“Could the Corona experts explain why this vaccine is restricted to African countries only?” asks a message posted on Facebook in Kenya in January 2020. “As far as I know, we have only one Covid-19 affecting both Africa, EU, Canada and the US.”
The post includes two photos of a box of medicine. The first photo shows the front of the box, labelled: “Remdesivir for Injection 100 mg/vial”. Below is a notice: “Not for distribution in US, Canada, or EU.”
On the back of the box, in the second photo, is a notice: “For use in the below countries only.” It lists 47 countries, all in Africa.
The post has been viewed nearly 40,000 times so far.
Is remdesivir a Covid-19 vaccine? And is it only being distributed in African countries? We checked.
Antiviral medicine, not vaccine
A vaccine stimulates the body’s immune system to produce antibodies against disease-causing germs such as viruses and bacteria. And remdesivir is not a Covid-19 vaccine.
It is instead an antiviral medication first developed to treat infection by a range of viruses, including the virus that causes hepatitis. Researchers found that the drug showed some efficacy against coronaviruses such as Middle East respiratory syndrome and severe acute respiratory syndrome.
The drug was also administered to a small number of patients as a treatment for Ebola but failed its first randomized clinical trial.
In a 2020 randomised trial, researchers injected remdesivir into the veins of adult Covid-19 patients who had been hospitalised. The study included 1,064 patients, with remdesivir given to 541 of them and 521 given a placebo. Patients on remdesivir had a median recovery time of 10 days compared to 15 days for the patients on placebo. By day 15, the patients on remdesivir also had lower mortality rates and higher rates of clinical improvement.
In October 2020 the US Food and Drug Administration approved remdesivir, under the brand name Veklury, for use in patients aged 12 and older for the treatment of Covid-19 serious enough to require hospitalisation.
“The approval of Veklury was supported by the agency’s analysis of data from three randomised, controlled clinical trials that included patients hospitalised with mild-to-severe Covid-19,” the FDA said.
But the World Health Organization has since issued a conditional recommendation that remdesivir should not be used on hospitalised Covid-19 patients. “There is currently no evidence that remdesivir improves survival and other outcomes in these patients,” the WHO said.
Drug licensed for distribution worldwide – not just in Africa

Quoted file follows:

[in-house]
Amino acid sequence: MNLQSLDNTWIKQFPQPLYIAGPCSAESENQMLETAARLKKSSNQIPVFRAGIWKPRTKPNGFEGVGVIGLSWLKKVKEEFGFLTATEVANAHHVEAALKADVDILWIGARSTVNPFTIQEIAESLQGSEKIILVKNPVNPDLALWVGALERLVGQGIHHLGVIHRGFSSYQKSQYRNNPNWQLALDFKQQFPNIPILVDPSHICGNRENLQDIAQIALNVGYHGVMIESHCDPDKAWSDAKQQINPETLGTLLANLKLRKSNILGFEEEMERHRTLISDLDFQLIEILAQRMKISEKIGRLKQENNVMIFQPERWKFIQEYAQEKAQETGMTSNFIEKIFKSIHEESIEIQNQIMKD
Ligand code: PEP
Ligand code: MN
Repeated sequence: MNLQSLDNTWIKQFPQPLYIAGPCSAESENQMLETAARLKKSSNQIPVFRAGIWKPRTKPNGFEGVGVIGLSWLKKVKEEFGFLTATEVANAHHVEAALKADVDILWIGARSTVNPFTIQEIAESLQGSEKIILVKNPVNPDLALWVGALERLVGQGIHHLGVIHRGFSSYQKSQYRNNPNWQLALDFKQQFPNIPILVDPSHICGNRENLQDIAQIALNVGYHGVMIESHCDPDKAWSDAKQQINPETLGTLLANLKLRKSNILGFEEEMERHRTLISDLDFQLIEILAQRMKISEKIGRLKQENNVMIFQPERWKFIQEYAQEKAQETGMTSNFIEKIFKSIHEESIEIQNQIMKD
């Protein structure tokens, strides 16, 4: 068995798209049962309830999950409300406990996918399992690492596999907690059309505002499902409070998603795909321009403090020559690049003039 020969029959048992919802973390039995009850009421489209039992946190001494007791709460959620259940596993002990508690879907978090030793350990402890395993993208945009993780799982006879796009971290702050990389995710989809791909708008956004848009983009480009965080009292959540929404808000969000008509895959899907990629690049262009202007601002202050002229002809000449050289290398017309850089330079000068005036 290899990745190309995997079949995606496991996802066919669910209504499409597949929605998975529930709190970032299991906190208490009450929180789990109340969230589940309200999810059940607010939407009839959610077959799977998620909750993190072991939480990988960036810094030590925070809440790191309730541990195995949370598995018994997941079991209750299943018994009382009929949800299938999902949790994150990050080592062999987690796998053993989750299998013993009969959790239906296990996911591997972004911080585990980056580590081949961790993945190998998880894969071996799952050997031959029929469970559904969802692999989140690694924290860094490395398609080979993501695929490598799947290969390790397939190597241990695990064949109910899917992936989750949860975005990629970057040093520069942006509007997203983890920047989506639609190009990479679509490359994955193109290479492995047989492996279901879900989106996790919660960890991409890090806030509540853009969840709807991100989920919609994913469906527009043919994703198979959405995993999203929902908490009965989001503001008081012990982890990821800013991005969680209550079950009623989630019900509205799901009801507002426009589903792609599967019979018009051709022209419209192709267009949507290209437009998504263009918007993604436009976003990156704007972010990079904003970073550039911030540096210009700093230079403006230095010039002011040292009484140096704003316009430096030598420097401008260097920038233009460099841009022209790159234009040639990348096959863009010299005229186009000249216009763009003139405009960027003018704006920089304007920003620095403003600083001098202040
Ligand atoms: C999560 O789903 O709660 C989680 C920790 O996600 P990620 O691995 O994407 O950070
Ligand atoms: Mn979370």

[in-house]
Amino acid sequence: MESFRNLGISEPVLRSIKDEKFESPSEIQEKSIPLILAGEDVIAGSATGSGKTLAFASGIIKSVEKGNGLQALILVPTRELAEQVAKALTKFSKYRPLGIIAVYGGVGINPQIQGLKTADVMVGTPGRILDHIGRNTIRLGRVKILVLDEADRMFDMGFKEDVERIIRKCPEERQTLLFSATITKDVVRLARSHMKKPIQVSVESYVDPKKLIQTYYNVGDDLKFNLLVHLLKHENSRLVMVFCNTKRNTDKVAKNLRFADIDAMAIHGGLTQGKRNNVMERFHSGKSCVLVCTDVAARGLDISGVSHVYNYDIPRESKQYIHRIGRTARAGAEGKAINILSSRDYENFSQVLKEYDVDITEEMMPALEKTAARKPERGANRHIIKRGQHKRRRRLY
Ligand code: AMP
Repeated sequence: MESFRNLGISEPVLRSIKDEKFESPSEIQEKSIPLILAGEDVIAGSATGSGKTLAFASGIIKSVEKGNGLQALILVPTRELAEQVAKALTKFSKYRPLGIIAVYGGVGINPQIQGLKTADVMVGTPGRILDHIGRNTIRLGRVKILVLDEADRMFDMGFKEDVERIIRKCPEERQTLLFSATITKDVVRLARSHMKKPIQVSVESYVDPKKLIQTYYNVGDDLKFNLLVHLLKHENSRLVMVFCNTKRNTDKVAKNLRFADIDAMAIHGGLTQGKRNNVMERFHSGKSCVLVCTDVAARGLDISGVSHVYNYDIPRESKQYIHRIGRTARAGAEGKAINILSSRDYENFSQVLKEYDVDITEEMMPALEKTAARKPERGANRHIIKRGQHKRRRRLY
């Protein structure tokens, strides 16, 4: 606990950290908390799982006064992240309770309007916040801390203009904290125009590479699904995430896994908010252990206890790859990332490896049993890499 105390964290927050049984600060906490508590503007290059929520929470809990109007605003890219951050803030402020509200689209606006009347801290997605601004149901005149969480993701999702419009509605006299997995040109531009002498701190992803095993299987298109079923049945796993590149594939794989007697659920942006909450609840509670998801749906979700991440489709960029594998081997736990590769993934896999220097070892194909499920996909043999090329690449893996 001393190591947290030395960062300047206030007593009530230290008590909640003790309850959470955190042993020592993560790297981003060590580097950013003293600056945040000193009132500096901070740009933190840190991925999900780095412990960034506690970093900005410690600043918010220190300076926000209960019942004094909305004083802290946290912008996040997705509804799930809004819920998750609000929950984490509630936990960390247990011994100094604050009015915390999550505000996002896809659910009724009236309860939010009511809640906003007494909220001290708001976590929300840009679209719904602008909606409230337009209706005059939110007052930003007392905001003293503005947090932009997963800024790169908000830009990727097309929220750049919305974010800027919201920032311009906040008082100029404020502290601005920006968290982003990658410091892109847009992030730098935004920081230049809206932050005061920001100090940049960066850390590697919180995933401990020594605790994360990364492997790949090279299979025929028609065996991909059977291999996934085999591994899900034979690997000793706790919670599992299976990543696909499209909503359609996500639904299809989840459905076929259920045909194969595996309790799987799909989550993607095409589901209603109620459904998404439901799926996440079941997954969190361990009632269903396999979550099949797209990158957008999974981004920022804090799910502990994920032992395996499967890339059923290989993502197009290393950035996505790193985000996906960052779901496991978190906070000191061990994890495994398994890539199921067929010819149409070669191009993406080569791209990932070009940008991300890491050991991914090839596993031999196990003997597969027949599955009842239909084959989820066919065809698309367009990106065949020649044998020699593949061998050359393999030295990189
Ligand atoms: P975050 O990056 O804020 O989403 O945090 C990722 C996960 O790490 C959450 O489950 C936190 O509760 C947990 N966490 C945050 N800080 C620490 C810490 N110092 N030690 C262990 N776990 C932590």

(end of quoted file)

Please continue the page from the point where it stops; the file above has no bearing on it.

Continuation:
Veklury was developed by pharmaceutical company Gilead. The company has signed voluntary licensing agreements for the drug with manufacturers in Egypt, India, and Pakistan. One of the manufacturers, Cipla, is an India-based pharmaceutical company. The company’s logo appears on the box shown in the Facebook post.
The Gilead website explains that the licensing agreements permit the manufacturers to produce the drug for distribution in 127 mostly lower and middle income countries.
A full list of the countries is shown on their website. It includes the 47 African countries listed on the box in the Facebook post, as well as countries in Europe, Asia, and South America. The list excludes Canada, the US and the EU.
But this doesn’t mean Gilead isn’t distributing Veklury in those countries. On 8 October 2020, the drug company signed a joint procurement agreement with the European Commission to distribute Veklury to EU member states.
The US began stockpiling remdesivir in June 2020, reportedly buying up virtually all available stocks of the drug for the following three months. And Canada approved the drug for use in Covid-19 patients in August 2020, making the drug available through its public health system.
Remdesivir is not a Covid-19 vaccine and its distribution is not restricted to African countries. Drug company Cipla was granted licensing rights to distribute the drug in African countries but it is also available in the US, Canada and EU member states
For publishers: what to do if your post is rated false
A fact-checker has rated your Facebook or Instagram post as “false”, “altered”, “partly false” or “missing context”. This could have serious consequences. What do you do?
Click on our guide for the steps you should follow.Publishers guide
Africa Check teams up with Facebook
Africa Check is a partner in Meta's third-party fact-checking programme to help stop the spread of false information on social media.
The content we rate as “false” will be downgraded on Facebook and Instagram. This means fewer people will see it.
You can also help identify false information on Facebook. This guide explains how.
Add new comment